“These are the top names in the business,” says David Katz, who runs the KWC’s three-ring circus at the slightly over-the-top Kaua‘i Marriott Resort. “If you were to try to contact one of these agents, more than likely you’d receive a polite email rejection. They find their authors by referrals from other writers. To get a 15-minute one-on-one is simply an opportunity you’ll never have, even if you live in New York City.”
And at KWC, you have to make the most of your 15 minutes. Last year, to hear a couple of agents tell it, a few local attendees came in unprepared. “It was like they didn’t care,” says one head of a New York literary agency. “They just came to chat and assumed I’d jump at something they said and make them famous.”
In their defense, a number of attendees were of a certain age, including many retirees taking a flier on writing. But if you’re going to go mano a mano with an agent—and a private session does cost extra—you should bring at a minimum a finely honed elevator pitch of what your book is about; at least 20 and preferably 50 pages of the book in question (which the agent may or may not request, but which you can email later if you are encouraged to stay in touch); a one-page literary résumé; and a crisp, focused attitude. It’s a job interview, after all. (Don’t bring your self-published book; agents hate them.)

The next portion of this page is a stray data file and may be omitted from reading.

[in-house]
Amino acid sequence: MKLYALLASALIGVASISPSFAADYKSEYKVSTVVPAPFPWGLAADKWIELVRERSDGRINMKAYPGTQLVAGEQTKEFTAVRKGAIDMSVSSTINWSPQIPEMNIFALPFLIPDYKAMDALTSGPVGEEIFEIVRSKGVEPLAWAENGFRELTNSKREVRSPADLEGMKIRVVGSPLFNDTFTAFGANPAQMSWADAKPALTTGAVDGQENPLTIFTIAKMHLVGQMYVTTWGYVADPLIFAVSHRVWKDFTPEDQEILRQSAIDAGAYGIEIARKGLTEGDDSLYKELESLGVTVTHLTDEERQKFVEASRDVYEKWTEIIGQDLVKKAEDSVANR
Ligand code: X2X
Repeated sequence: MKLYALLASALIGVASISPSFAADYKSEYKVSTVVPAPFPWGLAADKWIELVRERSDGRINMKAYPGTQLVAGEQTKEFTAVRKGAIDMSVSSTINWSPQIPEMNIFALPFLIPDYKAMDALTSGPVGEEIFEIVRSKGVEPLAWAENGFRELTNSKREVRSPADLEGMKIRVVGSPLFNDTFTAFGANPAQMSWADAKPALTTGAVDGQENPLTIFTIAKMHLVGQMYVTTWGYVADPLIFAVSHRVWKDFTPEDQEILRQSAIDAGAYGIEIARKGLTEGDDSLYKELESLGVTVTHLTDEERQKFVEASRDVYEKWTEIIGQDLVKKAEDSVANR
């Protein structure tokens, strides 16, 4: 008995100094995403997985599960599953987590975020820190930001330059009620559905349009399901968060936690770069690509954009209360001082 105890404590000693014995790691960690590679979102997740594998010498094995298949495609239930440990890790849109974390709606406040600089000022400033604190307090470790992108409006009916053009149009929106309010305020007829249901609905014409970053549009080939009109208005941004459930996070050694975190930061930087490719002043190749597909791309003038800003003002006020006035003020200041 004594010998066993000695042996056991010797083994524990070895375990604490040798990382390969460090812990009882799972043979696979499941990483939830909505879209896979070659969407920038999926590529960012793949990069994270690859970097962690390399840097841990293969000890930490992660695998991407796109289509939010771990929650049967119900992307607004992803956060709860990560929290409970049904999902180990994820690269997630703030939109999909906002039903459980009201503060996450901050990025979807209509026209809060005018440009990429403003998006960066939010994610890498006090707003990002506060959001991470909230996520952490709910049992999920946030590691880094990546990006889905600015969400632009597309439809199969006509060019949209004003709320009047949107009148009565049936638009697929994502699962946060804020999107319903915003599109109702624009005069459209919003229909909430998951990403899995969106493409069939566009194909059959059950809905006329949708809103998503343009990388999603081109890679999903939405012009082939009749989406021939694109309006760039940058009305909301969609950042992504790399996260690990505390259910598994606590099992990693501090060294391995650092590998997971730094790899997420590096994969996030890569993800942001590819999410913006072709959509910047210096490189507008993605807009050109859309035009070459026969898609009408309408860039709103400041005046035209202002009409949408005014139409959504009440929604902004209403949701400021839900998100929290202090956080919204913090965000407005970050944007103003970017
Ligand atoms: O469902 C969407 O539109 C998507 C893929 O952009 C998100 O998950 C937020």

Sounds like too much hassle, and more than a little intimidating? Remember this: If an agent bites, you’ve cleared the biggest hurdle to publication.
What else can be done? You can work with “silence, exile and cunning,” as James Joyce once described the lot of the writer. The only audience for one writer, Virginia Loo, described by a former colleague as “the best local writer no one’s heard of, and never will, because she won’t publish,” is her Kaimukī Writers Group—although the consultant and former Centers for Disease Control epidemiologist admits she’s mulling going public. Or, like Derek Otsuji, a teacher in the Language Arts Department at Honolulu Community College, you can write for decades without trying to publish. And then, when you’re ready, burst onto the scene, as Otsuji did in 2018, with 25 poems published in national journals.
Or you can join a group or create your own. Among the biggest and long-established groups are two local branches of national groups organized by gender, the Honolulu Branch of the National League of American Pen Women and the Hawai‘i chapter of Sisters in Crime. There’s also the Hawai‘i Fiction Writers, a clearinghouse of workshops, readings and advice; groups like the Romance Writers of America; and other unofficial ones you will have to sniff out on your own.
To energize and inspire yourself, you can patronize readings and meet like-minded souls at M.I.A. You can read. You can write. You can even perform.
And you can buy a book. No matter if you’re a reader or a writer, for Pete’s sake, don’t check it out of the library, don’t buy it used on Amazon. Feed the ecosystem, because our culture needs living stories to remain vital—but also, so that when it’s your turn to publish, there may be a pool of readers left to buy your work, too.